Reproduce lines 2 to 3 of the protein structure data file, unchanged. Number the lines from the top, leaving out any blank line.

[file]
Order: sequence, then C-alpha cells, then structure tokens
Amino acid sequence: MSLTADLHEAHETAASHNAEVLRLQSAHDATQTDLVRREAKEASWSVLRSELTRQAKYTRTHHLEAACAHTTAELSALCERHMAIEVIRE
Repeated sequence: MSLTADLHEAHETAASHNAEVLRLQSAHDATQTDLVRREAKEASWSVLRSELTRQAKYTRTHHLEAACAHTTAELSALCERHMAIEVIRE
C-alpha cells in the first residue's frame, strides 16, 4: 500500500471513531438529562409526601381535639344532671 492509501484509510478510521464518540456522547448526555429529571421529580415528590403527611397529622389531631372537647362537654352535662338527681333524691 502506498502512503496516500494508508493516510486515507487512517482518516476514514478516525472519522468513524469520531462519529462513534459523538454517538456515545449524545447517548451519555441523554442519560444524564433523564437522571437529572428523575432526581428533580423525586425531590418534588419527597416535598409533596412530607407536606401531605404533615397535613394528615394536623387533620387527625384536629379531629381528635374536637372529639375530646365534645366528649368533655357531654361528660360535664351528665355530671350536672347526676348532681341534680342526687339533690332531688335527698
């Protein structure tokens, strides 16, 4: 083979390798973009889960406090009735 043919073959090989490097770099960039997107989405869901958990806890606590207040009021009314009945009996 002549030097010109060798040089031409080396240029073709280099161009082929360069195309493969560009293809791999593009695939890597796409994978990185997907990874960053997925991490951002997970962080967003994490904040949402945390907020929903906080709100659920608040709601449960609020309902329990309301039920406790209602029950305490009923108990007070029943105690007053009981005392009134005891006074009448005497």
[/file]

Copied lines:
Amino acid sequence: MSLTADLHEAHETAASHNAEVLRLQSAHDATQTDLVRREAKEASWSVLRSELTRQAKYTRTHHLEAACAHTTAELSALCERHMAIEVIRE
Repeated sequence: MSLTADLHEAHETAASHNAEVLRLQSAHDATQTDLVRREAKEASWSVLRSELTRQAKYTRTHHLEAACAHTTAELSALCERHMAIEVIRE